In the second instance, Paul's guest post deals with an area of publishing I've only touched on tangentially previously: audio plays and adaptations – more specifically, the Sherlock Holmes adaptations and new Holmes stories devised by British production company Big Finish. I'll leave it to Paul to elucidate further – and of course I'll be back before too long with the next instalment in my ongoing series of posts on spy fiction series – but before we sally forth, let me just note that, speaking as someone who still hasn't read any of Arthur Conan Doyle's Holmes stories (shameful, I know), the Big Finish audio plays strike me as an especially fine way to experience those tales. Oh, and there's a tenuous link here with my just-finished run of posts on spy fiction writer William Haggard, in that Conan Doyle was a contemporary of H. Rider Haggard, W. Haggard's fifth cousin.
Well, I did say it was tenuous...
Sherlock Holmes's Big Finish, by Paul Simpson
Although anyone who recognises the name above this post may associate me primarily with sci-fi (and particularly Doctor Who and Star Trek), I've had an abiding interest in crime and spy fiction ever since childhood. My mother was brought up reading these sorts of books, so there were plenty of 1930s and '40s editions of Leslie Charteris's Saint stories, G. K. Chesterton's Father Brown books, and of course, Sherlock Holmes on the bookshelves.
Like millions of others, I devoured the Conan Doyle canon (to the extent that when Steven Moffat and Mark Gatiss were quoting wholesale from the original stories in last year's update – which is due to return to our screens on New Year's Day – I was mouthing along with the lines), and then discovered that the local library had new Holmes adventures available. Some of these were dire – I can still remember wondering what the hell the Michael Dibdin one was all about – while others grabbed me from the first page. I've always been a bit of a sucker for stories that expand an already-established universe (Star Trek books that are about crews or situations that we never saw on TV, for example), and I loved reading what other people did with Doyle's characters. At the late lamented Murder One bookshop in London, there used to be shelves of these stories that I would raid periodically...
And of course there have been new stories in other media. One of my favourite Holmes films, after the Rathbone and the Cushing Baskervilles adaptations, is Murder by Decree – not for its off-the-wall theories about the Ripper, necessarily, but for its expansion of Holmes into "real" life. The BBC have produced The Further Adventures of Sherlock Holmes, which have been of variable quality in terms of story, but never less than entertaining.
Now independent production company Big Finish have got in on the act. Big Finish has been around for some time, producing audio plays connected to various TV series – Doctor Who primarily, but also Sapphire and Steel, The Tomorrow People, Stargate and Robin Hood among many others – and have gained a deserved reputation for their output. The current executive producer is Nicholas Briggs (yes, the guy who does the Dalek voices on telly), who also continues a career as a stage actor. One of the roles he's played is Holmes – and it's hardly surprising, therefore, that he has overseen a range of audio plays featuring the character.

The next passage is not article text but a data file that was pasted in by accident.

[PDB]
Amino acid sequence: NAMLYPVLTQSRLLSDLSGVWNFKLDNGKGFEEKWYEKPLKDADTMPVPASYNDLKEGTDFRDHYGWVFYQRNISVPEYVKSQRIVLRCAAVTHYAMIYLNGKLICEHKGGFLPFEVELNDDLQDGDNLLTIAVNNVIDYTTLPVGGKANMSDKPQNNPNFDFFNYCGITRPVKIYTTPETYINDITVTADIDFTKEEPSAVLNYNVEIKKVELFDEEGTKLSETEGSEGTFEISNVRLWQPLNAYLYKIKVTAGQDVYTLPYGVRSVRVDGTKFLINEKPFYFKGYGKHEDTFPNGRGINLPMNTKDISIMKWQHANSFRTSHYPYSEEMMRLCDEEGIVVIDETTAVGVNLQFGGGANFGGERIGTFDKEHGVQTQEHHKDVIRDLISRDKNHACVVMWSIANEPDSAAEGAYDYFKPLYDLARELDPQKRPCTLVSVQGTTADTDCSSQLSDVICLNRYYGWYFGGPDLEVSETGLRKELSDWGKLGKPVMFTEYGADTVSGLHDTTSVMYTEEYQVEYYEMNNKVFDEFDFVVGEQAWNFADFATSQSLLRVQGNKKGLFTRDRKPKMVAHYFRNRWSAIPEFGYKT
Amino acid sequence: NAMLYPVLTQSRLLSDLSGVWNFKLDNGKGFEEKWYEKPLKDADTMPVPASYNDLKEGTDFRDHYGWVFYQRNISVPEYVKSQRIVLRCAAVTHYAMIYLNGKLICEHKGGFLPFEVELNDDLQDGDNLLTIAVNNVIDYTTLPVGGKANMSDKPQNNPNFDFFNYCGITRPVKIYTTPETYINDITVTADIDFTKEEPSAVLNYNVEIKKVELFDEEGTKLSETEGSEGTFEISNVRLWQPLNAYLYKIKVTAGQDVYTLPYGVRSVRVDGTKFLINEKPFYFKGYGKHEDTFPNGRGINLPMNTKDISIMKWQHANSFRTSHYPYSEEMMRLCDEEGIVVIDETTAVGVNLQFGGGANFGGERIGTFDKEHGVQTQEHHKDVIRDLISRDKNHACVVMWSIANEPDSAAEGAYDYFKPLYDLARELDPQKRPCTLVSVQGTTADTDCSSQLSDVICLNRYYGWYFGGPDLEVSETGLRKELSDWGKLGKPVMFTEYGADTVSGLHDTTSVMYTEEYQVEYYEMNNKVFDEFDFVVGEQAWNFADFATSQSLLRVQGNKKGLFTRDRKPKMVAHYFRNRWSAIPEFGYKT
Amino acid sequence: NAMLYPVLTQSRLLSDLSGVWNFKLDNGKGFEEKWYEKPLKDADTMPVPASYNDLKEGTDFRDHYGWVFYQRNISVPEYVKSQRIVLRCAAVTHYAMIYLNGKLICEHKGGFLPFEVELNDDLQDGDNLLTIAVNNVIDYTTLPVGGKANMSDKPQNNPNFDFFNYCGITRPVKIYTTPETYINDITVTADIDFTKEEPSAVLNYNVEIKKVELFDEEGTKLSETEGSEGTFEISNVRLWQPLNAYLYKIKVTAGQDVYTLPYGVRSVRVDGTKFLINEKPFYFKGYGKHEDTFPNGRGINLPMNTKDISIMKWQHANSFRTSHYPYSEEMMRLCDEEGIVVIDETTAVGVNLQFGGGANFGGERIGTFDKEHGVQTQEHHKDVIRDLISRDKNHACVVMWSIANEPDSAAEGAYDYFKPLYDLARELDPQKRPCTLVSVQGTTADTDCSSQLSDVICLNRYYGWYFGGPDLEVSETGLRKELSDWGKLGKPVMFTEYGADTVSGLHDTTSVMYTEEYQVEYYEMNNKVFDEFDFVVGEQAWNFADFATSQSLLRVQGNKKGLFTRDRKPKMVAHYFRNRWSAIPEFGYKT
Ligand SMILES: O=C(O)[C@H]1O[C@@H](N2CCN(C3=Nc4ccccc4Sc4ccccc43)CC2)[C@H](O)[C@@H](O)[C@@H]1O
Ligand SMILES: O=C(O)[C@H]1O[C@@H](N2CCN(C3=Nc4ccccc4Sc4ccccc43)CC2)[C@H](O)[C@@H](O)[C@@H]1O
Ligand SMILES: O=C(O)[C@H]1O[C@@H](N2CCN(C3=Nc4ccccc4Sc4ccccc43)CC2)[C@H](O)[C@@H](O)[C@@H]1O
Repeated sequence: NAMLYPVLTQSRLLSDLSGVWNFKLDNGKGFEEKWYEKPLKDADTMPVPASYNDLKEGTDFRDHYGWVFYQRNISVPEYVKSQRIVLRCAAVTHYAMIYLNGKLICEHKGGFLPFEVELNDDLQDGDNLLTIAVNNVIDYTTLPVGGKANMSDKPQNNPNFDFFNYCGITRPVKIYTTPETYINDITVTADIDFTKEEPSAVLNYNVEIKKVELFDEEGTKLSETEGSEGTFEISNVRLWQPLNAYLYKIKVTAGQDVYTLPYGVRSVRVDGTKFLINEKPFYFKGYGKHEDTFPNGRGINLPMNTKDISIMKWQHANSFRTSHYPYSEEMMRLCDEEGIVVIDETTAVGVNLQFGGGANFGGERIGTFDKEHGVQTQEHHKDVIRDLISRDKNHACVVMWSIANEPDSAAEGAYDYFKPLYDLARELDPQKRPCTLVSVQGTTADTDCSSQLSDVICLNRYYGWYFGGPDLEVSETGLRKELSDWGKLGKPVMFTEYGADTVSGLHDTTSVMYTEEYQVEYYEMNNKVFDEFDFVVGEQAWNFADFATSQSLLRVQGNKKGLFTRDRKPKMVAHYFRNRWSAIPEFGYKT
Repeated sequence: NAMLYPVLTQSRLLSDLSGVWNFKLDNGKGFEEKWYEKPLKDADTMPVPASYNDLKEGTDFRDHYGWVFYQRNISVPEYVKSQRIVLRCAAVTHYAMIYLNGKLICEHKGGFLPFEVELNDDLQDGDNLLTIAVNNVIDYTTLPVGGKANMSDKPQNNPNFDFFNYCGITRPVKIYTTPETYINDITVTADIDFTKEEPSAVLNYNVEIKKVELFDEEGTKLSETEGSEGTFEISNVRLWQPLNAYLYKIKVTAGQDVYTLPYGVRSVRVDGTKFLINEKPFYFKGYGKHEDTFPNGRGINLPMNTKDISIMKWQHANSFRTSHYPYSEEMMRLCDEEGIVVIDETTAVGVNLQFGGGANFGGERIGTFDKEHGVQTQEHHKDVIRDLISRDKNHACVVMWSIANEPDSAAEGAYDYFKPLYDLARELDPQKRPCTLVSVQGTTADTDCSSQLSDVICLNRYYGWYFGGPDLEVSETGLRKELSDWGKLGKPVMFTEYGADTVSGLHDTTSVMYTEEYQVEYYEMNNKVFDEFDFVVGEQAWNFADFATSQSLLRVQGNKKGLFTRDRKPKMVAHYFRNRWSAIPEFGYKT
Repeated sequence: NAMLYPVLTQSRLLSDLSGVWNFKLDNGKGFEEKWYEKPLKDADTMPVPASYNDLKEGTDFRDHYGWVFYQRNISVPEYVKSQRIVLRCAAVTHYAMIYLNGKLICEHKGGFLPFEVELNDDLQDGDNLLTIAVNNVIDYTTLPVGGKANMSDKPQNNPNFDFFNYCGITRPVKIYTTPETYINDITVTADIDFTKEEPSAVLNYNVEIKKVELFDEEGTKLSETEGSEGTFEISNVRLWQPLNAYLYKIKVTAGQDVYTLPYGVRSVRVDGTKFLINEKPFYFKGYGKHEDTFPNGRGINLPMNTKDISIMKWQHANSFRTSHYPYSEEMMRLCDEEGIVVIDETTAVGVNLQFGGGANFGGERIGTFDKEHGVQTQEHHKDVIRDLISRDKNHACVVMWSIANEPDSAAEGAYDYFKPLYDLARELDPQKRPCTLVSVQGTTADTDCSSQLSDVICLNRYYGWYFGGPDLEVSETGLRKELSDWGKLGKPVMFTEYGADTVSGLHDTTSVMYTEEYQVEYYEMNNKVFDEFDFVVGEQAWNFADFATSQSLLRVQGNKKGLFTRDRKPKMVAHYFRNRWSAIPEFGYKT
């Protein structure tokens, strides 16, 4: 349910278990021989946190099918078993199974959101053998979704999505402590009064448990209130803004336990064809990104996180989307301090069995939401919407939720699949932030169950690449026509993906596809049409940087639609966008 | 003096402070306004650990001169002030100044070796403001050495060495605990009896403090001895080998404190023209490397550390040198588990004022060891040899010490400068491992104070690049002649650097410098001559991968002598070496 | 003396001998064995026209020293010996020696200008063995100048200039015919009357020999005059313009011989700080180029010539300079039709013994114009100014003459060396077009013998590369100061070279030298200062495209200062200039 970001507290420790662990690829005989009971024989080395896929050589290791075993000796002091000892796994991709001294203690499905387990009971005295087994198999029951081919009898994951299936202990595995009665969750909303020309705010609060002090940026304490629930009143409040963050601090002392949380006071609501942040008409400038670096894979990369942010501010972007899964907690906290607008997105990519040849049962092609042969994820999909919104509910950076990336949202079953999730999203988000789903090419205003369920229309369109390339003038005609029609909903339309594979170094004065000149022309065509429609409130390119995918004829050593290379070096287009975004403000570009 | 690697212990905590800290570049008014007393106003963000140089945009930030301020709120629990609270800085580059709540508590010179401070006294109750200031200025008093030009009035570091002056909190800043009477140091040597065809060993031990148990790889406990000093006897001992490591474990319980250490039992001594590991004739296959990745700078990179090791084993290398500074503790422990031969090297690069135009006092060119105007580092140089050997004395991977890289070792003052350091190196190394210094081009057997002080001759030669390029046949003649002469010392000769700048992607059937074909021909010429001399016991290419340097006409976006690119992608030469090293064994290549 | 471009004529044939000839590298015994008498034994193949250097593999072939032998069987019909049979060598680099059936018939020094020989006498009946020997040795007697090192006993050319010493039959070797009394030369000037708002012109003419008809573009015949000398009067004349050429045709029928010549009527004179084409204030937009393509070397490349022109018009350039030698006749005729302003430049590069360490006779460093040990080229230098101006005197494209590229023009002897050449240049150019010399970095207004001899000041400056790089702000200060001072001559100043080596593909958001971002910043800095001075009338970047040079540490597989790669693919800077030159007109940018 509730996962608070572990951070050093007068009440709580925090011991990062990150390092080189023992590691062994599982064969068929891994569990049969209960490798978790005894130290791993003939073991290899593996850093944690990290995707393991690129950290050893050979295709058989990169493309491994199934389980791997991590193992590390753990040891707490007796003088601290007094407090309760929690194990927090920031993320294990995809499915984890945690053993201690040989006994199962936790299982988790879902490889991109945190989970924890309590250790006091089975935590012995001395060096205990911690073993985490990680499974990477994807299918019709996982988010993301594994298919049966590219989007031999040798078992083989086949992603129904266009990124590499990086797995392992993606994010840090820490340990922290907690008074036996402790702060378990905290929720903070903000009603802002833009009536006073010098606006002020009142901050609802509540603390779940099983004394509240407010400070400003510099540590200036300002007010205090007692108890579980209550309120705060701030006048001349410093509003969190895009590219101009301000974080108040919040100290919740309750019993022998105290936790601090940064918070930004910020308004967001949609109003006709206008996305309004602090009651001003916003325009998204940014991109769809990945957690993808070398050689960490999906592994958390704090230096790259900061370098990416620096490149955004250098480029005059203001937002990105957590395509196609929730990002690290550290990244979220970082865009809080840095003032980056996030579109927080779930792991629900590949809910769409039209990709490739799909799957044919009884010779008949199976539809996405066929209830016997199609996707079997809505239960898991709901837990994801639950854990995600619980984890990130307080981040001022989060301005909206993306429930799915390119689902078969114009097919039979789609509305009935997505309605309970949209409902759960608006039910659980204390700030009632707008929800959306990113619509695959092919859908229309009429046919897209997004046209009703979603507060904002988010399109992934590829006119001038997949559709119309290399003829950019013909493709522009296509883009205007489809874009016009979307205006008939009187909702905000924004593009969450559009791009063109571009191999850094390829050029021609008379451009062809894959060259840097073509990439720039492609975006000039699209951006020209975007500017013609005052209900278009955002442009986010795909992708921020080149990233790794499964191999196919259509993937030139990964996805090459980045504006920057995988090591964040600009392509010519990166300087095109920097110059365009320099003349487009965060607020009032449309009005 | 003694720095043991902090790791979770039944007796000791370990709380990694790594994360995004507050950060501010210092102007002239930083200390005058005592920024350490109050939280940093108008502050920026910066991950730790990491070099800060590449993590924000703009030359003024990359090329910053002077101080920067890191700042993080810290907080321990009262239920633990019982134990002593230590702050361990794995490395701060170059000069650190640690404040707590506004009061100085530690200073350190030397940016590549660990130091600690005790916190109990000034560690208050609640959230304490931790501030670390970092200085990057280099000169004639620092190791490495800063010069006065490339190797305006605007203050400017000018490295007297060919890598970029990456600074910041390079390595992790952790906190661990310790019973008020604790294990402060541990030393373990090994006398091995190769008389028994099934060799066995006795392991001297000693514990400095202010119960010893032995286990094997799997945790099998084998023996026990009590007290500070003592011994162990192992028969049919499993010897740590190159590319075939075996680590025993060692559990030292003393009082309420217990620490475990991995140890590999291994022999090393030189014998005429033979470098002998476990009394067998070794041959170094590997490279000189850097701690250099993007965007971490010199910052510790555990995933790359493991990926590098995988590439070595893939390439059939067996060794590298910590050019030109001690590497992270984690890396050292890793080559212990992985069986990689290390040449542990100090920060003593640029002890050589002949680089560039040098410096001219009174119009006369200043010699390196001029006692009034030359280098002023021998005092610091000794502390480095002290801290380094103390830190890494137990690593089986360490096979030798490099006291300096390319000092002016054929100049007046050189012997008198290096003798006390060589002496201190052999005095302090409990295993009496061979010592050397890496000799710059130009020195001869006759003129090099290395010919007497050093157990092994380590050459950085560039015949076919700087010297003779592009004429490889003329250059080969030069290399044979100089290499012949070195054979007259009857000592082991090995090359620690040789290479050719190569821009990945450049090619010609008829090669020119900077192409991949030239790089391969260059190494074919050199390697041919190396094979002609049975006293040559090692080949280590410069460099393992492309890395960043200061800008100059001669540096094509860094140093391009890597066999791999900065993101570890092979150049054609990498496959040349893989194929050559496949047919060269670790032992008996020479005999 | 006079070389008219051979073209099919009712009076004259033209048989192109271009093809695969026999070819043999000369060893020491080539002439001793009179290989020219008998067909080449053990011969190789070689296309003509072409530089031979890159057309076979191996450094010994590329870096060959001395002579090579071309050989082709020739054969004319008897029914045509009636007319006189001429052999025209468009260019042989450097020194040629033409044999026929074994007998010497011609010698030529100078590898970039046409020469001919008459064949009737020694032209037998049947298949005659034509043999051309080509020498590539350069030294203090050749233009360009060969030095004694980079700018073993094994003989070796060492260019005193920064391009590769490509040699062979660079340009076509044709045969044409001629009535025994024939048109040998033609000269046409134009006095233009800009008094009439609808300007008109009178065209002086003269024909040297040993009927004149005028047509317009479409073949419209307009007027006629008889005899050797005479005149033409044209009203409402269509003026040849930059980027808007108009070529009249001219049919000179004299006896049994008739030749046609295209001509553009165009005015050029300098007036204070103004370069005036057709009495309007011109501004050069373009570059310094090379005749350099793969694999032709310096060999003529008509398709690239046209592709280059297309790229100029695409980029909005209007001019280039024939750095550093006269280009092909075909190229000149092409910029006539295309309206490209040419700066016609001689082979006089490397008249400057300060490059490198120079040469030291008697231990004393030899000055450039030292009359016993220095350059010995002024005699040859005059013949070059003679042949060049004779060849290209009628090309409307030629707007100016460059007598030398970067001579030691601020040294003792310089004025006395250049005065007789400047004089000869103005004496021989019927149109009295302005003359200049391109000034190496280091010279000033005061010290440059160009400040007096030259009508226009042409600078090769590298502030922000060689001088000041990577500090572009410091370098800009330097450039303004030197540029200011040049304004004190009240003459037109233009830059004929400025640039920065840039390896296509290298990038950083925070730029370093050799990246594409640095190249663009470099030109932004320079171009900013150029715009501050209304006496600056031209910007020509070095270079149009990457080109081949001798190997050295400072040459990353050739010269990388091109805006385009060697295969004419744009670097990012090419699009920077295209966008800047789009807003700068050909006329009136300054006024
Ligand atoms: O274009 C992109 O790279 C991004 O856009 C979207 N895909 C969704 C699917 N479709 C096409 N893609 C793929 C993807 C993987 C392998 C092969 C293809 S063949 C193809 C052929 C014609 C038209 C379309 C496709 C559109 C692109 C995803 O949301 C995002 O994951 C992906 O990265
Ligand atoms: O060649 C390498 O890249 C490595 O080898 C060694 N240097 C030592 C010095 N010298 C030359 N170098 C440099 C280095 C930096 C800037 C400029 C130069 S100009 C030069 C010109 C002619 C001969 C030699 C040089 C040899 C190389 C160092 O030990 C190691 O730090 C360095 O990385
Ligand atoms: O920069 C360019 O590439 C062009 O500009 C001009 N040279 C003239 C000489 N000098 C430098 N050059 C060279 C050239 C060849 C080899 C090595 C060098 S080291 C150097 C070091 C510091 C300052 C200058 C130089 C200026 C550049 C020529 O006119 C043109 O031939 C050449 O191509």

The first set of three were released last year, adapting three of the Holmes stage plays. Two starred Roger Llewellyn: David Stuart Davies's one-man plays The Last Act and The Death and Life; the other, Brian Clemens's Holmes and the Ripper, starred Briggs himself with Richard Earl as Watson. Although Clemens's play doesn't particularly work for me, the combination of Briggs and Earl is a winning one, and that has been retained for the new season, currently being released.
The second season is different in format, with one canonical release followed by a new story, or adaptation of a new tale. It kicks off with a 2-CD version of The Final Problem and The Empty House – otherwise known as the "Death and Resurrection of Sherlock Holmes". Hopefully there's no need to rehearse Conan Doyle's reasons for writing these stories, but particularly given that Briggs's adaptation is incredibly faithful to the source material, it's interesting to note the slight differences in style (and Doyle's ignoring of some of the events he chronicles in The Final Problem when writing The Empty House some years later – who cleared up Baker Street?).
Both Briggs and Earl excel in this release. The pent up emotions that Watson experiences in the tales is brought to the fore by Earl's performance, his voice threatening to break on more than one occasion as he recounts the dreadful events leading to Holmes's death, while Briggs delivers the long monologues as he describes his adventures in a way that grips the listener. This is a Holmes under more acute pressure than any he's experienced before, and you can hear that in Briggs's delivery.
The second story, The Reification of Hans Gerber, is a totally new tale by George Mann, and plays with a lot of the tropes of Victorian novels. There's a distressing death of a beloved relative, greedy grasping potential beneficiaries, lawyers who may or may not have hidden agendas, and among all this, the arrival of a mysterious figure from the continent – the eponymous Hans Gerber. To say more about the plot would spoil some of the surprises (although Mann plays fair, and everything that happens can be deduced from the evidence presented to the listener – from every source, it's fair to hint), and unlike many Holmes tales, this takes into account Watson's professional background. There's even a new foil for the great detective (nicely played by versatile voice actor Terry "Davros" Molloy). Both of these are highly recommended.
And next out of the gate for Big Finish? They're tackling the big one – The Hound of the Baskervilles...